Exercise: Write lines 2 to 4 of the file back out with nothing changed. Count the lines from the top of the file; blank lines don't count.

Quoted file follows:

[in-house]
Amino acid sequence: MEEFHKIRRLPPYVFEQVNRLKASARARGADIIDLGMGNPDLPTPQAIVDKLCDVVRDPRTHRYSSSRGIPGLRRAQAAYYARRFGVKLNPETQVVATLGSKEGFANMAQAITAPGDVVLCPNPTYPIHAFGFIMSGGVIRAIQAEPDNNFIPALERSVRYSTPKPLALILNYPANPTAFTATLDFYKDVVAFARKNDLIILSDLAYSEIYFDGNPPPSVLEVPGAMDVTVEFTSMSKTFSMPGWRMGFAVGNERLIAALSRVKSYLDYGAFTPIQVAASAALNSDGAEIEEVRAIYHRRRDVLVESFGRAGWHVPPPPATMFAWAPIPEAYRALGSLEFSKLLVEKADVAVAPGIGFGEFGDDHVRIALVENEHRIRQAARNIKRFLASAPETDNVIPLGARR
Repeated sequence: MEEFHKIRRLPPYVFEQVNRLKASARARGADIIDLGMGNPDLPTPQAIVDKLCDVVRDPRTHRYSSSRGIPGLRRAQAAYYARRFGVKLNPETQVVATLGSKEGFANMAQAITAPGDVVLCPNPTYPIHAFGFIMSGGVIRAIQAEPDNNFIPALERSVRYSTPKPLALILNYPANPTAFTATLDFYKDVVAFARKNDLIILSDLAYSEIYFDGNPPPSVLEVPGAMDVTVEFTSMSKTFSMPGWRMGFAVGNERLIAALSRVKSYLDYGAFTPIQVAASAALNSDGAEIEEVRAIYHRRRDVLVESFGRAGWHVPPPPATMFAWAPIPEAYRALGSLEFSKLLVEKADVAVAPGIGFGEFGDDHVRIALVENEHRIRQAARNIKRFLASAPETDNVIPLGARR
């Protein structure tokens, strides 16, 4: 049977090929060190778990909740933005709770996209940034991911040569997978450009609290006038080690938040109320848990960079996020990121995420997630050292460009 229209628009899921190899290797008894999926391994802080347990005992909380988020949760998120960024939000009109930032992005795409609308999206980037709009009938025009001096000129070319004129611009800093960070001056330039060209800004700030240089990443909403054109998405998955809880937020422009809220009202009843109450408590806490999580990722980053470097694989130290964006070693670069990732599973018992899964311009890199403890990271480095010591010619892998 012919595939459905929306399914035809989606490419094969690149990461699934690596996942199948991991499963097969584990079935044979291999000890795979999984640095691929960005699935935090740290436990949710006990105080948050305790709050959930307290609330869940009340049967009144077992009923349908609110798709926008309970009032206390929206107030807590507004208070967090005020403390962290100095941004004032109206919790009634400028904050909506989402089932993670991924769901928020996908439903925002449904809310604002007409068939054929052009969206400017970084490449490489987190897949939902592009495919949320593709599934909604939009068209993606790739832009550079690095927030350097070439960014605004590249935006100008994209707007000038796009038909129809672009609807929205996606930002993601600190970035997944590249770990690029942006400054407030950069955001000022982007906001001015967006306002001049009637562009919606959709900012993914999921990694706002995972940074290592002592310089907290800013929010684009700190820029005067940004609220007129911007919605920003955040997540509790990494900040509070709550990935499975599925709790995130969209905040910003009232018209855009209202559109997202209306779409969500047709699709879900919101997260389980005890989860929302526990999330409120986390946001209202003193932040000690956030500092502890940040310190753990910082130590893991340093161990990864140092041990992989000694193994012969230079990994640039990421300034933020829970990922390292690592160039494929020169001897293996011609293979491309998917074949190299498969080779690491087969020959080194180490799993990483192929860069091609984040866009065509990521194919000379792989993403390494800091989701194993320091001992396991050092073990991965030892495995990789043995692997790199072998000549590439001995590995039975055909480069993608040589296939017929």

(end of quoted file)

Amino acid sequence: MEEFHKIRRLPPYVFEQVNRLKASARARGADIIDLGMGNPDLPTPQAIVDKLCDVVRDPRTHRYSSSRGIPGLRRAQAAYYARRFGVKLNPETQVVATLGSKEGFANMAQAITAPGDVVLCPNPTYPIHAFGFIMSGGVIRAIQAEPDNNFIPALERSVRYSTPKPLALILNYPANPTAFTATLDFYKDVVAFARKNDLIILSDLAYSEIYFDGNPPPSVLEVPGAMDVTVEFTSMSKTFSMPGWRMGFAVGNERLIAALSRVKSYLDYGAFTPIQVAASAALNSDGAEIEEVRAIYHRRRDVLVESFGRAGWHVPPPPATMFAWAPIPEAYRALGSLEFSKLLVEKADVAVAPGIGFGEFGDDHVRIALVENEHRIRQAARNIKRFLASAPETDNVIPLGARR
Repeated sequence: MEEFHKIRRLPPYVFEQVNRLKASARARGADIIDLGMGNPDLPTPQAIVDKLCDVVRDPRTHRYSSSRGIPGLRRAQAAYYARRFGVKLNPETQVVATLGSKEGFANMAQAITAPGDVVLCPNPTYPIHAFGFIMSGGVIRAIQAEPDNNFIPALERSVRYSTPKPLALILNYPANPTAFTATLDFYKDVVAFARKNDLIILSDLAYSEIYFDGNPPPSVLEVPGAMDVTVEFTSMSKTFSMPGWRMGFAVGNERLIAALSRVKSYLDYGAFTPIQVAASAALNSDGAEIEEVRAIYHRRRDVLVESFGRAGWHVPPPPATMFAWAPIPEAYRALGSLEFSKLLVEKADVAVAPGIGFGEFGDDHVRIALVENEHRIRQAARNIKRFLASAPETDNVIPLGARR
């Protein structure tokens, strides 16, 4: 049977090929060190778990909740933005709770996209940034991911040569997978450009609290006038080690938040109320848990960079996020990121995420997630050292460009 229209628009899921190899290797008894999926391994802080347990005992909380988020949760998120960024939000009109930032992005795409609308999206980037709009009938025009001096000129070319004129611009800093960070001056330039060209800004700030240089990443909403054109998405998955809880937020422009809220009202009843109450408590806490999580990722980053470097694989130290964006070693670069990732599973018992899964311009890199403890990271480095010591010619892998 012919595939459905929306399914035809989606490419094969690149990461699934690596996942199948991991499963097969584990079935044979291999000890795979999984640095691929960005699935935090740290436990949710006990105080948050305790709050959930307290609330869940009340049967009144077992009923349908609110798709926008309970009032206390929206107030807590507004208070967090005020403390962290100095941004004032109206919790009634400028904050909506989402089932993670991924769901928020996908439903925002449904809310604002007409068939054929052009969206400017970084490449490489987190897949939902592009495919949320593709599934909604939009068209993606790739832009550079690095927030350097070439960014605004590249935006100008994209707007000038796009038909129809672009609807929205996606930002993601600190970035997944590249770990690029942006400054407030950069955001000022982007906001001015967006306002001049009637562009919606959709900012993914999921990694706002995972940074290592002592310089907290800013929010684009700190820029005067940004609220007129911007919605920003955040997540509790990494900040509070709550990935499975599925709790995130969209905040910003009232018209855009209202559109997202209306779409969500047709699709879900919101997260389980005890989860929302526990999330409120986390946001209202003193932040000690956030500092502890940040310190753990910082130590893991340093161990990864140092041990992989000694193994012969230079990994640039990421300034933020829970990922390292690592160039494929020169001897293996011609293979491309998917074949190299498969080779690491087969020959080194180490799993990483192929860069091609984040866009065509990521194919000379792989993403390494800091989701194993320091001992396991050092073990991965030892495995990789043995692997790199072998000549590439001995590995039975055909480069993608040589296939017929």